Statev.City of Cleveland

Court of Appeals of Ohio EIGHTH APPELLATE DISTRICT COUNTY OF CUYAHOGAMar 19, 2012
No. 96243 (Ohio Ct. App. 2012)
No. 962432012 Ohio 1187

No. 96243

03-19-2012

STATE OF OHIO, EX REL., HOUSING ADVOCATES, INC. RELATOR v. CITY OF CLEVELAND, ET AL. RESPONDENTS

ATTORNEY FOR RELATOR Edward G. Kramer Fair Housing Law Clinic ATTORNEYS FOR RESPONDENTS Barbara A. Langhenry Interim Director of Law By: Catherine Ma City of Cleveland


JOURNAL ENTRY AND OPINION


JUDGMENT:

COMPLAINT DISMISSED


Writ of Mandamus

Motion Nos. 445414, 446192,

446193, 447833, 448114 and 453005

Order No. 451140

ATTORNEY FOR RELATOR

Edward G. Kramer


Fair Housing Law Clinic


ATTORNEYS FOR RESPONDENTS

Barbara A. Langhenry


Interim Director of Law


By: Catherine Ma


City of Cleveland
LARRY A. JONES, SR., J.:

{¶1} The relator, The Housing Advocates, Inc., commenced this public records mandamus action against the respondents, the City of Cleveland; Edward Rybka, Director of the Department of Building and Housing; and David Cooper, the Deputy Director of the Department of Building and Housing (collectively referred to as "the City"). The relator sought the release of three classes of records concerning 21 pieces of property in Cleveland: (1) all correspondence between the City and any architect, contractor, or subcontractor relating to planning, design, or construction on the properties; (2) the building permits and/or the certificates of occupancy for any buildings on the properties; and (3) all drawings, plans, blueprints, and other records relating to the design or construction of buildings on the properties.

{¶2} The relator alleges that it initially made the request for 18 of the properties by certified mail in October 2009. The City alleges that it satisfied this initial request by late November 2009, by sending a box of records to the relator. In February 2010, the relator sent another public records request to the City by certified mail for two additional pieces of property. Over the next several months the relator sent hand-delivered or certified mail public records requests for various pieces of property. Relator asserts that from October 2009, until the filing of this mandamus action on December 29, 2010, "the City failed to produce any materials pursuant to these requests." (May 9, 2011 Affidavit of Greg McCleery.) On January 26, 2011, the City provided records responsive to the requests for review and inspection. The parties now agree that the relator has received all requested records which the City still possesses. There are no other records to be disclosed. Accordingly, the mandamus claim for the disclosure of requested records is moot.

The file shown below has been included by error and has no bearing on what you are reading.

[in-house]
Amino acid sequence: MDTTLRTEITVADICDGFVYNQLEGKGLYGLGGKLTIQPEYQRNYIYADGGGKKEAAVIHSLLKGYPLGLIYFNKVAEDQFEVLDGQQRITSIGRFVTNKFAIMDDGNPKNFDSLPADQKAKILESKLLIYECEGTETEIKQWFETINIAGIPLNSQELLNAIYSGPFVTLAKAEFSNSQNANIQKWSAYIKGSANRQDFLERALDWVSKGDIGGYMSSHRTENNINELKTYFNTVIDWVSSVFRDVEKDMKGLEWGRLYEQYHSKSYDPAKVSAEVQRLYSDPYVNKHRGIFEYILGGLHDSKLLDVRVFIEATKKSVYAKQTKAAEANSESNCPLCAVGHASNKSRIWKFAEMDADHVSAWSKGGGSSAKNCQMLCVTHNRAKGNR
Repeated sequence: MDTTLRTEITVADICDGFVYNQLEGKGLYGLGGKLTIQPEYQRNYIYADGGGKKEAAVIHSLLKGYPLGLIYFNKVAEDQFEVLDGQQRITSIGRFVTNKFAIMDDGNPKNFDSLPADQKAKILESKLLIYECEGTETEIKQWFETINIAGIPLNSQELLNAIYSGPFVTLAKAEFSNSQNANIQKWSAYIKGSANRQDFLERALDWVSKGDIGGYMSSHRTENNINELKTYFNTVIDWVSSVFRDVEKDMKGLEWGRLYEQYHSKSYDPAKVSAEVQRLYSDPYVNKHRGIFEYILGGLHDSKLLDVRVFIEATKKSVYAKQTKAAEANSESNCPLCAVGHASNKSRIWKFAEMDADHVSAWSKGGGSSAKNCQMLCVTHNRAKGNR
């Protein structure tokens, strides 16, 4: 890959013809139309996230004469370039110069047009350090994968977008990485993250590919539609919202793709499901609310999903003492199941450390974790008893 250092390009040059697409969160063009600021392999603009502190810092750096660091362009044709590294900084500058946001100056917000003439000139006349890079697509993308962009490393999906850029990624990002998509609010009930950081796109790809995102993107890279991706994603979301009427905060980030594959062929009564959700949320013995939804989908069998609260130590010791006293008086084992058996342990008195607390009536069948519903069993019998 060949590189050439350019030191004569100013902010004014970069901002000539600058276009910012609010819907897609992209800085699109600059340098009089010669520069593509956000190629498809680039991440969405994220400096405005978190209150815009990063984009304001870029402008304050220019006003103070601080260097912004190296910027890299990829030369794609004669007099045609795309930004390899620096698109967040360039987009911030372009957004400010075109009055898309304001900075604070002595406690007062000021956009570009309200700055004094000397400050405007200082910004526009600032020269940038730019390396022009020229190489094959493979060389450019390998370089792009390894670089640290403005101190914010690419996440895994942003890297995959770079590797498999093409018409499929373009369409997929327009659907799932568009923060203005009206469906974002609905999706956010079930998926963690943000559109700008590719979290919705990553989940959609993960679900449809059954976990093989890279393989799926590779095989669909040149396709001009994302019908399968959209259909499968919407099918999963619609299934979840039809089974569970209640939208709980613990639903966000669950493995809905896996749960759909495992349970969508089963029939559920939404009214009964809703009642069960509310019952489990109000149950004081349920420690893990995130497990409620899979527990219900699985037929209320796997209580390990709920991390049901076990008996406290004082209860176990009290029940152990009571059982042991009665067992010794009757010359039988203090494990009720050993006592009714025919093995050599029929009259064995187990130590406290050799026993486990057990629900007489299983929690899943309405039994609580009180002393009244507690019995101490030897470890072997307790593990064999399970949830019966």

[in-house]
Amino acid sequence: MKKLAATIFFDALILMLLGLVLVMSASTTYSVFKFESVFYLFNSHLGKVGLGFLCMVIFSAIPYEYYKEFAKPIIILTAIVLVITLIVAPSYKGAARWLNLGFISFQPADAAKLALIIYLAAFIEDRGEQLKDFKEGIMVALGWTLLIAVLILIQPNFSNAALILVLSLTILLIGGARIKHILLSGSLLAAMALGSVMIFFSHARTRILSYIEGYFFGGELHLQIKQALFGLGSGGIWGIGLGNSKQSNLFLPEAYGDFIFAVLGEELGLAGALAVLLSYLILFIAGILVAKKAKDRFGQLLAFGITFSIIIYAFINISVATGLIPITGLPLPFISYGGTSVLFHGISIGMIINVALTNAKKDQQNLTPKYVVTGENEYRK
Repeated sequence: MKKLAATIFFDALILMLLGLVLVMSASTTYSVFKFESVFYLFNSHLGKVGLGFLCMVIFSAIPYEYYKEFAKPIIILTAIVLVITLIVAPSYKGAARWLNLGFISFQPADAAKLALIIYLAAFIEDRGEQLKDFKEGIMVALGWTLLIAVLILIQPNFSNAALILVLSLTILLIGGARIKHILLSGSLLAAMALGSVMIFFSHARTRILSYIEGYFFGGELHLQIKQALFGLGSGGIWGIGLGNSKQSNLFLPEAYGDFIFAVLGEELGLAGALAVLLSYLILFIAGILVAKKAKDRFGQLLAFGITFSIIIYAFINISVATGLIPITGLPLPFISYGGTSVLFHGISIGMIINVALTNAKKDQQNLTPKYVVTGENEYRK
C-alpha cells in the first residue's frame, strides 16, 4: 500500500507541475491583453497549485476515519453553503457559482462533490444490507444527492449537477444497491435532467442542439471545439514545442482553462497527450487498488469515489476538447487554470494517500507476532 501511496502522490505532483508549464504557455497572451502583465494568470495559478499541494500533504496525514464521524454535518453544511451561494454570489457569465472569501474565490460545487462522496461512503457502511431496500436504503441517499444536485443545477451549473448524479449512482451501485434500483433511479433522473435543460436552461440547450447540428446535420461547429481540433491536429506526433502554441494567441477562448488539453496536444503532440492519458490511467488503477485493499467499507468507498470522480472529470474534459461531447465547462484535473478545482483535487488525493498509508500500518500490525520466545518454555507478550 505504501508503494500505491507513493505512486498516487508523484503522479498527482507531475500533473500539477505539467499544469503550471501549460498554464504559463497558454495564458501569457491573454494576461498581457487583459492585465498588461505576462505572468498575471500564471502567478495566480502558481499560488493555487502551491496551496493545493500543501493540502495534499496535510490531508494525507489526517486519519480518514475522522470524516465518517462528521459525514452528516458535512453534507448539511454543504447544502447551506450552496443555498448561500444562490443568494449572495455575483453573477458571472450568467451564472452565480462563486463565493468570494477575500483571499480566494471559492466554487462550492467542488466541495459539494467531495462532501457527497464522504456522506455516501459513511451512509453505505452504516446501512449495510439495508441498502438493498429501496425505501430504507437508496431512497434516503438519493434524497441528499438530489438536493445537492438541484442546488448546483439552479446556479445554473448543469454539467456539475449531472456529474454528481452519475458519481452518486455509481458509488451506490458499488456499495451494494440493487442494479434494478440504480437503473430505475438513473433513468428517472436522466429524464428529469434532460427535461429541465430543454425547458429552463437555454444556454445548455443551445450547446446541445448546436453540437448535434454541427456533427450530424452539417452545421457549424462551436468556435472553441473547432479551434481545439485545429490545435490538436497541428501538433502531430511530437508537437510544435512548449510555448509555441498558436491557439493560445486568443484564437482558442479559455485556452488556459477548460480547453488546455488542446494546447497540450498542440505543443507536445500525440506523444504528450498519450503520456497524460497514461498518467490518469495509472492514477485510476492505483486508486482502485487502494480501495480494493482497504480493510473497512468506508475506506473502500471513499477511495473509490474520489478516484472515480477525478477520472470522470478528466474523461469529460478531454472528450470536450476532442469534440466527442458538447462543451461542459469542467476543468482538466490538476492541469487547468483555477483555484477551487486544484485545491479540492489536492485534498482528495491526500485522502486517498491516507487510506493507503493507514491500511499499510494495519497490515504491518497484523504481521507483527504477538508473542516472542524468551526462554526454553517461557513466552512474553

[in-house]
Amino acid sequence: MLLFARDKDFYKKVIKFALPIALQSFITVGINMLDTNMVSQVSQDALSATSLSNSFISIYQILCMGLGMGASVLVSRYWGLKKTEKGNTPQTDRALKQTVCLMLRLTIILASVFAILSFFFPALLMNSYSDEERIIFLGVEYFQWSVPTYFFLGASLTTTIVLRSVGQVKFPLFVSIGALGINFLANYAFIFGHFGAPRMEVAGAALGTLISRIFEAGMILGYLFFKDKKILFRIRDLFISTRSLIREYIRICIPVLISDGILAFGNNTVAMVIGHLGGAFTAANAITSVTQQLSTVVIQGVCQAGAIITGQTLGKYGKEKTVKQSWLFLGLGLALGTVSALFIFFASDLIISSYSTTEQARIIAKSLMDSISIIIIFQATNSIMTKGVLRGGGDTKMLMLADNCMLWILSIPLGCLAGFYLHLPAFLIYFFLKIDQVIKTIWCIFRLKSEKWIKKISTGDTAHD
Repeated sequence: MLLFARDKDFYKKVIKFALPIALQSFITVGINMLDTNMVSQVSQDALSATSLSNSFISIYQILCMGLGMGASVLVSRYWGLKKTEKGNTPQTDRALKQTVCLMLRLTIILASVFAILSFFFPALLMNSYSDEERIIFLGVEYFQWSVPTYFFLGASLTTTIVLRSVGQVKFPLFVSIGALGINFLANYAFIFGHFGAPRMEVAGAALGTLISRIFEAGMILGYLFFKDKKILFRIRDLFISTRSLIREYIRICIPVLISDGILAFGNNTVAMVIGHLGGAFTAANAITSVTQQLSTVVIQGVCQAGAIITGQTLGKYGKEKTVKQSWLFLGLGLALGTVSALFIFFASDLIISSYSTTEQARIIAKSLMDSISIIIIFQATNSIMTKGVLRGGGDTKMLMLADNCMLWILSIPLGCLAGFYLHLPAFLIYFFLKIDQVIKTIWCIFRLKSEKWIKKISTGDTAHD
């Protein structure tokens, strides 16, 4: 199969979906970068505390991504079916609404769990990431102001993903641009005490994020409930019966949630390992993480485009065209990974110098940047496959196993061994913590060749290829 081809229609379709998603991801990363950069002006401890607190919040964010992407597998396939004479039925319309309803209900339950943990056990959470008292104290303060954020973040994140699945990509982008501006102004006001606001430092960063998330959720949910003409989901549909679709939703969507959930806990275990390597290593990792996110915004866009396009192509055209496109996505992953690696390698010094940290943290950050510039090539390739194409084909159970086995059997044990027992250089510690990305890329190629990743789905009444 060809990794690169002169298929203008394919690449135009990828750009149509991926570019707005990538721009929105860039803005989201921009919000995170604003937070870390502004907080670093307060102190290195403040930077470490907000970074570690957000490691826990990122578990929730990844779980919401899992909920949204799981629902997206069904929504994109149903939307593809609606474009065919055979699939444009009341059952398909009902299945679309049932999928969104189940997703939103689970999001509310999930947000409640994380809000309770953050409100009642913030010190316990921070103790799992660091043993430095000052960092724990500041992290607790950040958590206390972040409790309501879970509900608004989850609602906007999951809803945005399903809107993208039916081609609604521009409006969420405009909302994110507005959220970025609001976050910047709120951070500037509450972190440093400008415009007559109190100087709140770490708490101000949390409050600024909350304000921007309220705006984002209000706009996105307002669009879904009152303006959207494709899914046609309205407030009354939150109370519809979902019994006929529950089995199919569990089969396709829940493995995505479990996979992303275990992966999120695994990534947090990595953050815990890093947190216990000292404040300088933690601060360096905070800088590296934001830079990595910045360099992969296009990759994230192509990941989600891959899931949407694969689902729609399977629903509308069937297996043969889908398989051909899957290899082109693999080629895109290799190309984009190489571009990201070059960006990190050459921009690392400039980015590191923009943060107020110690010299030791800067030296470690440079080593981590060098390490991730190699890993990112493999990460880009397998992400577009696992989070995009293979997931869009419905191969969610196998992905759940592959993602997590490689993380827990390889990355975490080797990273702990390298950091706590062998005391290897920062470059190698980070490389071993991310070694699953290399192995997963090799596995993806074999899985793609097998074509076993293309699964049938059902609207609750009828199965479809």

{¶3} Nevertheless, the issues of statutory damages and attorney's fees remain pending. R.C. 149.43(C)(1) provides that a relator in a public records mandamus action shall be entitled to statutory damages if the requester submitted a written request by hand delivery or certified mail and if the public office failed to comply with an obligation in R.C 149.43(B), including the duty to prepare promptly the requested records for inspection. Subsection(C)(1) further provides that the amount of statutory damages shall be $100 for each business day during which the public office failed to comply with the request beginning with the day on which the requester filed the mandamus action up to a maximum of $1,000.

{¶4} In the present case the relator qualifies for statutory damages. The relator made the requests through both hand delivery and certified mail. Although the City says it fulfilled the October 2009 request by sending a box of records, this court is not persuaded that the request was fulfilled at that time. The City did not present any evidence, other than its own assertion, that the requests were fulfilled. In contrast, the relator provided McCleery's affidavit, which stated that the City did not respond to any of the relator's requests. Moreover, the City provided the records on January 26, 2011, more than ten business days from the filing of the mandamus action on December 29, 2010.